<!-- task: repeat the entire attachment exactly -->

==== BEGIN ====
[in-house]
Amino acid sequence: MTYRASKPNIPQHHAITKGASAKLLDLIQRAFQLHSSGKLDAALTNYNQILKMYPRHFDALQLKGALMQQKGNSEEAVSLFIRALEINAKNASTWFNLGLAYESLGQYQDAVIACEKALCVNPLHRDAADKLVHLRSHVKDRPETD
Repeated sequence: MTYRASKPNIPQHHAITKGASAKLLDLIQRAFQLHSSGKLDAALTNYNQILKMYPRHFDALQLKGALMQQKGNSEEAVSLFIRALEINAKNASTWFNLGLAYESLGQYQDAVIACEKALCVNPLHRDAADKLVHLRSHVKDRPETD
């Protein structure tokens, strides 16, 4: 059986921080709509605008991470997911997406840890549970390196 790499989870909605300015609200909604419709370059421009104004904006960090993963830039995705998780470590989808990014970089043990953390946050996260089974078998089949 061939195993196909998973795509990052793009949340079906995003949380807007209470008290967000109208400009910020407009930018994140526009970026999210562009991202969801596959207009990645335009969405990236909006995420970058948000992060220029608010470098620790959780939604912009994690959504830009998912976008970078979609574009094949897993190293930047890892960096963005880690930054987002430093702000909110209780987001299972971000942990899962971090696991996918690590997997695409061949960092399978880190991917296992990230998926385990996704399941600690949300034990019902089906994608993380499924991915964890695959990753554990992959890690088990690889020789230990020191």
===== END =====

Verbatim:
[in-house]
Amino acid sequence: MTYRASKPNIPQHHAITKGASAKLLDLIQRAFQLHSSGKLDAALTNYNQILKMYPRHFDALQLKGALMQQKGNSEEAVSLFIRALEINAKNASTWFNLGLAYESLGQYQDAVIACEKALCVNPLHRDAADKLVHLRSHVKDRPETD
Repeated sequence: MTYRASKPNIPQHHAITKGASAKLLDLIQRAFQLHSSGKLDAALTNYNQILKMYPRHFDALQLKGALMQQKGNSEEAVSLFIRALEINAKNASTWFNLGLAYESLGQYQDAVIACEKALCVNPLHRDAADKLVHLRSHVKDRPETD
């Protein structure tokens, strides 16, 4: 059986921080709509605008991470997911997406840890549970390196 790499989870909605300015609200909604419709370059421009104004904006960090993963830039995705998780470590989808990014970089043990953390946050996260089974078998089949 061939195993196909998973795509990052793009949340079906995003949380807007209470008290967000109208400009910020407009930018994140526009970026999210562009991202969801596959207009990645335009969405990236909006995420970058948000992060220029608010470098620790959780939604912009994690959504830009998912976008970078979609574009094949897993190293930047890892960096963005880690930054987002430093702000909110209780987001299972971000942990899962971090696991996918690590997997695409061949960092399978880190991917296992990230998926385990996704399941600690949300034990019902089906994608993380499924991915964890695959990753554990992959890690088990690889020789230990020191």